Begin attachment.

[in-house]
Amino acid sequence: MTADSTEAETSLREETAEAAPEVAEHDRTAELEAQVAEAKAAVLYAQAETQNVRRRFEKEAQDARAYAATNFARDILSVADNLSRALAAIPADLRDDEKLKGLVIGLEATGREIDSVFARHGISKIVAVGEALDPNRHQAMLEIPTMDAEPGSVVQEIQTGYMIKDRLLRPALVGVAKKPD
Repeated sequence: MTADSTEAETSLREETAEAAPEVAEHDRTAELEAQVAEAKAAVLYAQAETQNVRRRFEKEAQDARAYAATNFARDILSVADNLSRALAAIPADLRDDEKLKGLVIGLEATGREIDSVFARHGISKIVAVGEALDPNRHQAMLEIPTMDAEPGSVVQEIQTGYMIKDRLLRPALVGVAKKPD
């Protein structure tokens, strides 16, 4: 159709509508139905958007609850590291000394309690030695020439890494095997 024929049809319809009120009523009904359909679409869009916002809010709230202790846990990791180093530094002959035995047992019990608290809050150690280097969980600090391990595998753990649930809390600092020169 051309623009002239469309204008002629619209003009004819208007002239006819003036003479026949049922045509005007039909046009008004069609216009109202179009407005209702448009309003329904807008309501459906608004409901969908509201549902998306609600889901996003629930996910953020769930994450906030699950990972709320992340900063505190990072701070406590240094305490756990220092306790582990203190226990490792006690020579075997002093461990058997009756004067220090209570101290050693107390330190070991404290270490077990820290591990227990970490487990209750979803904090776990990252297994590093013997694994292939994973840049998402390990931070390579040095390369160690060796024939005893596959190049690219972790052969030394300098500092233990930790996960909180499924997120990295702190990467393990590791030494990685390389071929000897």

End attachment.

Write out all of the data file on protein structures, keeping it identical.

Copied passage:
[in-house]
Amino acid sequence: MTADSTEAETSLREETAEAAPEVAEHDRTAELEAQVAEAKAAVLYAQAETQNVRRRFEKEAQDARAYAATNFARDILSVADNLSRALAAIPADLRDDEKLKGLVIGLEATGREIDSVFARHGISKIVAVGEALDPNRHQAMLEIPTMDAEPGSVVQEIQTGYMIKDRLLRPALVGVAKKPD
Repeated sequence: MTADSTEAETSLREETAEAAPEVAEHDRTAELEAQVAEAKAAVLYAQAETQNVRRRFEKEAQDARAYAATNFARDILSVADNLSRALAAIPADLRDDEKLKGLVIGLEATGREIDSVFARHGISKIVAVGEALDPNRHQAMLEIPTMDAEPGSVVQEIQTGYMIKDRLLRPALVGVAKKPD
């Protein structure tokens, strides 16, 4: 159709509508139905958007609850590291000394309690030695020439890494095997 024929049809319809009120009523009904359909679409869009916002809010709230202790846990990791180093530094002959035995047992019990608290809050150690280097969980600090391990595998753990649930809390600092020169 051309623009002239469309204008002629619209003009004819208007002239006819003036003479026949049922045509005007039909046009008004069609216009109202179009407005209702448009309003329904807008309501459906608004409901969908509201549902998306609600889901996003629930996910953020769930994450906030699950990972709320992340900063505190990072701070406590240094305490756990220092306790582990203190226990490792006690020579075997002093461990058997009756004067220090209570101290050693107390330190070991404290270490077990820290591990227990970490487990209750979803904090776990990252297994590093013997694994292939994973840049998402390990931070390579040095390369160690060796024939005893596959190049690219972790052969030394300098500092233990930790996960909180499924997120990295702190990467393990590791030494990685390389071929000897």